The circumstances of this concert by the National Symphony at Wolf Trap, the orchestra’s summer home, differed a little from the original plan. First, conductor JoAnn Falletta was stepping in under short notice for an indisposed Gianandrea Noseda. Second, the weather couldn’t have been less co-operative, with more than three inches of rain falling during the two-hour show.

JoAnn Falletta © David Adam Beloff
JoAnn Falletta
© David Adam Beloff

The concert consisted of two big works. First on the program was Beethoven’s Piano Concerto no. 5 in E flat major. We all know it as the “Emperor” Concerto, not because the composer so named it but, as in the words of music producer Tom Null, “it so aptly captures the regality of the composer’s biggest concerto: a majestic, sweeping and triumphant statement.” That majesty was on display tonight as the young Korean pianist and 2015 International Chopin Competition prizewinner Seong-Jin Cho turned in a performance that sparkled on many levels. In the opening Allegro movement, the orchestra’s powerful E flat chord along with the piano arpeggios set the stage for a memorable interplay between grand tutti orchestral moments and the solo passages. While I sensed a few spots where there may not have been complete synchronization, I was favorably impressed with the overall sweep of the movement.

The Adagio came as a great contrast, with a beautifully rendered theme of such calm restraint and muted beauty, it captured the audience’s rapt attention; one hardly noticed the steady pounding of the rain in the background. The players conveyed a great sense of depth as well as serenity, and at times the piano sounded almost celesta-like in its tones. The modulation at the end of the movement from B to B flat to E flat was a magical moment.

The final Rondo movement gave us dazzling passages by the full orchestra, even as Cho emphasized the playful aspects of the lilting 6/8 rhythm. There were a few moments, however, where his playing was a little slapdash, seeming to overplay the music to a degree. But a very special moment was the “duet” between the piano and timpani just before the final flourish of scales, bringing the concerto to a highly satisfying conclusion.

Following the short intermission, it was on to Carl Orff’s Carmina Burana. The one indisputable “hit” of this composer, whose career wasn’t anything particularly noteworthy prior to this work’s première in 1937, it’s one of those choral pieces that defies description. Derided by some of the stuffier musical cognoscenti among us as something just this side of cheap and vulgar, it nevertheless possesses an undeniable attraction. Is its style imitative? Yes – but it’s done in a way that’s undeniably interesting. Not only do choruses love singing this music, musicians enjoy playing it and, not least, audiences adore it.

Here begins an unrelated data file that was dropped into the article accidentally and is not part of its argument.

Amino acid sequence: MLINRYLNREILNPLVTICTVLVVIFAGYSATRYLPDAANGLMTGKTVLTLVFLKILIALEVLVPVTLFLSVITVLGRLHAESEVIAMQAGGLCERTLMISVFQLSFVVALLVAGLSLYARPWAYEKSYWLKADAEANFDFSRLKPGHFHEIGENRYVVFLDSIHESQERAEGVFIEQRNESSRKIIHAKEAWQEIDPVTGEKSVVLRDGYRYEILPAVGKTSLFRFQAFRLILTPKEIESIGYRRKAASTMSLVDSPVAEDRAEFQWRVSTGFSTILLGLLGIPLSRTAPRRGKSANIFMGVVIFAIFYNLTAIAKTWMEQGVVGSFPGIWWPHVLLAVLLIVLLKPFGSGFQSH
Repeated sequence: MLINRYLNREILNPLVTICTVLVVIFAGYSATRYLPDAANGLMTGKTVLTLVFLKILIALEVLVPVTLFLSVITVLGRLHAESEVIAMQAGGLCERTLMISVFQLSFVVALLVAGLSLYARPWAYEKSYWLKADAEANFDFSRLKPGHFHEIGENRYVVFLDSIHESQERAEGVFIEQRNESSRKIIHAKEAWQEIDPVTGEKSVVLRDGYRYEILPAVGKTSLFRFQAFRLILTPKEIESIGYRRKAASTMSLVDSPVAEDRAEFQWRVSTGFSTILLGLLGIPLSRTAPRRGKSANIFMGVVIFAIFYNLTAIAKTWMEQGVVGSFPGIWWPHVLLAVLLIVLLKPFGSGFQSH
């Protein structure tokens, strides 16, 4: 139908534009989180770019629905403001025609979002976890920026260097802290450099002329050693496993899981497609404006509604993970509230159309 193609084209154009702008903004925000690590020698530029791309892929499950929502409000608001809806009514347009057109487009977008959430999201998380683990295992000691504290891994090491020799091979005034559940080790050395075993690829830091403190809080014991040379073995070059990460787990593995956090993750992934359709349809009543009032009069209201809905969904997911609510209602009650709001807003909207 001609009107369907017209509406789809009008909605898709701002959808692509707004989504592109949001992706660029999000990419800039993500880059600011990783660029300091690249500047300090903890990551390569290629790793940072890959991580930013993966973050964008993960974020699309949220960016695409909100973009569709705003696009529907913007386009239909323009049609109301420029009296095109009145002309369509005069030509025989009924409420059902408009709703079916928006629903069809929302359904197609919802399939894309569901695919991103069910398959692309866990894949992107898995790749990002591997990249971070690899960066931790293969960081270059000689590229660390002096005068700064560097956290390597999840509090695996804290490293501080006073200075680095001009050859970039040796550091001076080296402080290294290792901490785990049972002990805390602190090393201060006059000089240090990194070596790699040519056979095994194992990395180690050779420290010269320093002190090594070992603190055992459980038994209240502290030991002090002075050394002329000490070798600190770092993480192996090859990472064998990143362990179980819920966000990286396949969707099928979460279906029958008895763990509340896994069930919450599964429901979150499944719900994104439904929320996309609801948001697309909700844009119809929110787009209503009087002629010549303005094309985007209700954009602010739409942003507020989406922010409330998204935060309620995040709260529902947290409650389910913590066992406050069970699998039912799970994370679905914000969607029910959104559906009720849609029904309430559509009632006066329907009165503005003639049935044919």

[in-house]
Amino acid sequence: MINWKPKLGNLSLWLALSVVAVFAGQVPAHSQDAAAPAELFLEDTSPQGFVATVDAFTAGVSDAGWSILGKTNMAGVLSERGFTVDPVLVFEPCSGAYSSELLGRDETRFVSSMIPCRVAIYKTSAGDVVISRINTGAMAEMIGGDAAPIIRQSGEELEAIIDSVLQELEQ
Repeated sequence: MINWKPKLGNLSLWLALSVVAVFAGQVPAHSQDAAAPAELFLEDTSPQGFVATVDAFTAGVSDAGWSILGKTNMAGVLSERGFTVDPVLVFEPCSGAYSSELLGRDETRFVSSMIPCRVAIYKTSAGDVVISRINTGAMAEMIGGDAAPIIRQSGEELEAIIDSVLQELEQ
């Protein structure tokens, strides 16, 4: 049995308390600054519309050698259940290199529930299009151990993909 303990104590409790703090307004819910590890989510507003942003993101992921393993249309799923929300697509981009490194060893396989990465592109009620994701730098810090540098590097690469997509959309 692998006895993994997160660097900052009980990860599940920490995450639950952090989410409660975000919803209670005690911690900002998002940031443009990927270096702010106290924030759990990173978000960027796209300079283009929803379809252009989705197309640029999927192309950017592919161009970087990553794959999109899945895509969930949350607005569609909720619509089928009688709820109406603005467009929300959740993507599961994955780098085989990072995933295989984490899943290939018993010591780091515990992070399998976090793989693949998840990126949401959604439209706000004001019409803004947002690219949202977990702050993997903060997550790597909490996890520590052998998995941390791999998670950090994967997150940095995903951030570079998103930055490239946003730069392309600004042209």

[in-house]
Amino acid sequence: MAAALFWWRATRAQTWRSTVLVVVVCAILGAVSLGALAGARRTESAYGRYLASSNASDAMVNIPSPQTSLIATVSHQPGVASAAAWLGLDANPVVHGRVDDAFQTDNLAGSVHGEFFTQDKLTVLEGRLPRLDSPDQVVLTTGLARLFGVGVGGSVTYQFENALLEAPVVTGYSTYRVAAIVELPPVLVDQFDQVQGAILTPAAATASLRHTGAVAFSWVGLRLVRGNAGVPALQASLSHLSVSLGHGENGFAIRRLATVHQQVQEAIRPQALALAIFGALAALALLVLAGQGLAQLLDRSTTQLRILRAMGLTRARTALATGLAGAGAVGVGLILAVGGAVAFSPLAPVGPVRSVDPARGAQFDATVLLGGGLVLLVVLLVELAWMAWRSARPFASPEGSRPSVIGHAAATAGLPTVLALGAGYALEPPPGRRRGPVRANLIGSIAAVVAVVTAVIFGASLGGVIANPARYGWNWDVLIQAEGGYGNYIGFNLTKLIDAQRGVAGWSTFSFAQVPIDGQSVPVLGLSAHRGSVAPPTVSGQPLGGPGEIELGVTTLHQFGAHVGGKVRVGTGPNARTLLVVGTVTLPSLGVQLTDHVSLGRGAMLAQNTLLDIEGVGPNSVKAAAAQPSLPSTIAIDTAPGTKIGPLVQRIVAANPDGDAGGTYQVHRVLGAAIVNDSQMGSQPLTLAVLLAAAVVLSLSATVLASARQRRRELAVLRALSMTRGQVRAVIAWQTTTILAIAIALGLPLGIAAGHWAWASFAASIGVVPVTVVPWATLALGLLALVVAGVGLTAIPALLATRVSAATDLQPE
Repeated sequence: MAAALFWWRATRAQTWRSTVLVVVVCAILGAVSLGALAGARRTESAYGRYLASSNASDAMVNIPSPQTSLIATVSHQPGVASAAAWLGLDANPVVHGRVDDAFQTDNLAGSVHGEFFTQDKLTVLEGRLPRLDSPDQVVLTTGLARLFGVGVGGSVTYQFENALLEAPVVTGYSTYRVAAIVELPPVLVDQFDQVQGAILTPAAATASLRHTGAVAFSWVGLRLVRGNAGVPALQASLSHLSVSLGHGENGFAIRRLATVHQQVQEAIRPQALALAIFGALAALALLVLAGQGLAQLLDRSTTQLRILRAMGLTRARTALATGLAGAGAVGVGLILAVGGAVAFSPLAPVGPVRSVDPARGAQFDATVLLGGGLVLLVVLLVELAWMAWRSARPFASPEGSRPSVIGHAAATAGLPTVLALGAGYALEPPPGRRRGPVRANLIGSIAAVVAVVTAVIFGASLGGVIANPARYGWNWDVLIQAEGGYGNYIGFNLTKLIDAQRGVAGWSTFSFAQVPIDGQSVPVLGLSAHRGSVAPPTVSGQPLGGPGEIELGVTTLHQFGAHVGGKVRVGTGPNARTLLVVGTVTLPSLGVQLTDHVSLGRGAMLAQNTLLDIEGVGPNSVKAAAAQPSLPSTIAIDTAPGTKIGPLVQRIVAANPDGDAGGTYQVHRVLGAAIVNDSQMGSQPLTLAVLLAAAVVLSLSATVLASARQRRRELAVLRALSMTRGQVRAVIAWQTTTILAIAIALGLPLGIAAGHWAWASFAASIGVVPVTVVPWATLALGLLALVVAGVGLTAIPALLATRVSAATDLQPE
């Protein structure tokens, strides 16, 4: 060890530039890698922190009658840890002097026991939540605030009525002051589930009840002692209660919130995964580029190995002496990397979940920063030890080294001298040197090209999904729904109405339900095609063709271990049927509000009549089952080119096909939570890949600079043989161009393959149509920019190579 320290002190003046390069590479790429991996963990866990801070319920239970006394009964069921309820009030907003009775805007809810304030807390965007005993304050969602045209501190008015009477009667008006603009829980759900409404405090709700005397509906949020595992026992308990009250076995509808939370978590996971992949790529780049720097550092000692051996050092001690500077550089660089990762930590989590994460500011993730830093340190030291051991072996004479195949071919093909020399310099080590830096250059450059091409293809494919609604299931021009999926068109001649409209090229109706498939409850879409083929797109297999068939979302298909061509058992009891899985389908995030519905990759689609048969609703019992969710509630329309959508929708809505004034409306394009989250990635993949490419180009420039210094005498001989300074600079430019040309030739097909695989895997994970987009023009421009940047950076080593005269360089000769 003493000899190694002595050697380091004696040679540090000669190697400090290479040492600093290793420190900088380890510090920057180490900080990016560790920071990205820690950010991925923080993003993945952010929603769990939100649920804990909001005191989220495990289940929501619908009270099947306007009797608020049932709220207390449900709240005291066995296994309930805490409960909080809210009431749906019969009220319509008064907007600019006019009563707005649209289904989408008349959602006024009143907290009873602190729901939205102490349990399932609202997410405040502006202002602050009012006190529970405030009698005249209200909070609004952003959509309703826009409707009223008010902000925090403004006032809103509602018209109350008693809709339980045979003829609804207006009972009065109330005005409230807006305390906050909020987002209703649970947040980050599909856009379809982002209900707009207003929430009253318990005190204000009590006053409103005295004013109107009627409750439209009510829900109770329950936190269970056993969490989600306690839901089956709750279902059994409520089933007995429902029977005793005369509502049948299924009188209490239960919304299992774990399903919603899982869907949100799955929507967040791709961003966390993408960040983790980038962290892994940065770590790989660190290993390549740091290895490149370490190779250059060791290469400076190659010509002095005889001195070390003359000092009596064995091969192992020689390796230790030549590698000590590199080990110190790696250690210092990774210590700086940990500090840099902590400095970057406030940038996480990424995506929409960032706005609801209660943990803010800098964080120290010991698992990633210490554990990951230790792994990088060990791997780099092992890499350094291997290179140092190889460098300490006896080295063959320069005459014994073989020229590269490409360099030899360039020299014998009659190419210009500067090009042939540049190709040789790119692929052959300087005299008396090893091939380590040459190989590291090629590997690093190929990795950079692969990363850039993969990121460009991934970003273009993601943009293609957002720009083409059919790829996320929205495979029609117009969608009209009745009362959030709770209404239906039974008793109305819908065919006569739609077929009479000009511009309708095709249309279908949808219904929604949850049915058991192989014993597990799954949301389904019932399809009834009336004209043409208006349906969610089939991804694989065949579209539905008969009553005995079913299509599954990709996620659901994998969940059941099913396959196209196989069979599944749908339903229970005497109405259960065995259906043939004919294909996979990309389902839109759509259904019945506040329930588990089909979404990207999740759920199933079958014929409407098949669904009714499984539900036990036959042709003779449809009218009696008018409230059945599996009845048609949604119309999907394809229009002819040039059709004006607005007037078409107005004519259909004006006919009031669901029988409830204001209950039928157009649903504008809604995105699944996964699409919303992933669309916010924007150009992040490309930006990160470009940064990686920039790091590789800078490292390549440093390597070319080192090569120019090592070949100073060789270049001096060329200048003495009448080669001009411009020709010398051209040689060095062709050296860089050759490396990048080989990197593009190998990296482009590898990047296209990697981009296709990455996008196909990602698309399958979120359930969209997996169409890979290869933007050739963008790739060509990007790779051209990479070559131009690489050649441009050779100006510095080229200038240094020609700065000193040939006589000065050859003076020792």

There are performance challenges, of course. Orff’s treatment of the three important solo vocal parts is certainly unorthodox, calling for extremely high tessitura. The choral parts call for all manner of voicings. Many productions have responded by cobbling together choral groups of every stripe. Such was the case tonight, which featured no fewer than six groups, all brought together for this performance by Scott Tucker, director of the Washington Choral Arts Society.

I don’t think I’ve ever personally experienced a “bad” live performance of Carmina; in many places in the score the music is so exciting, it almost plays itself. Still, there can be some nettlesome passages. Happily, this production tackled them all well. All three vocal soloists were impressive. Their voices were miked – a requirement considering the set-up at Wolf Trap – which did pose some challenges for baritone Brian Mulligan as he tended to sway about when singing, causing his voice to cut in and out. Amusingly, we were also treated to an obbligato accompaniment from some rather persistent frogs during several of the solo vocal passages!

The combined choral groups exhibited fine intonation and tight ensemble. Falletta devoted much of her conducting energies to the chorus, which paid off handsomely in a performance of uncommon effectiveness; the best Carmina chorus I’ve ever heard live, actually.

As for the NSO players, they were exceptional. The stentorian brass forces in the Fortuna theme and in the Primo vere section were thrilling. Woodwind playing throughout was also exemplary, and the all-important percussion parts in the score were exceedingly well-done.

Binding it all together was an interpretation by Falletta that worked exceedingly well on a macro level. The piece’s numerous “episodes” were pulled together nicely, and there was no sense of repetition in the triple stanzas in Orff’s score – something that can happen in some less inspired performances. In all, it was a supremely satisfying account, delivering the kind of freshness and excitement one might experience when encountering this music for the very first time.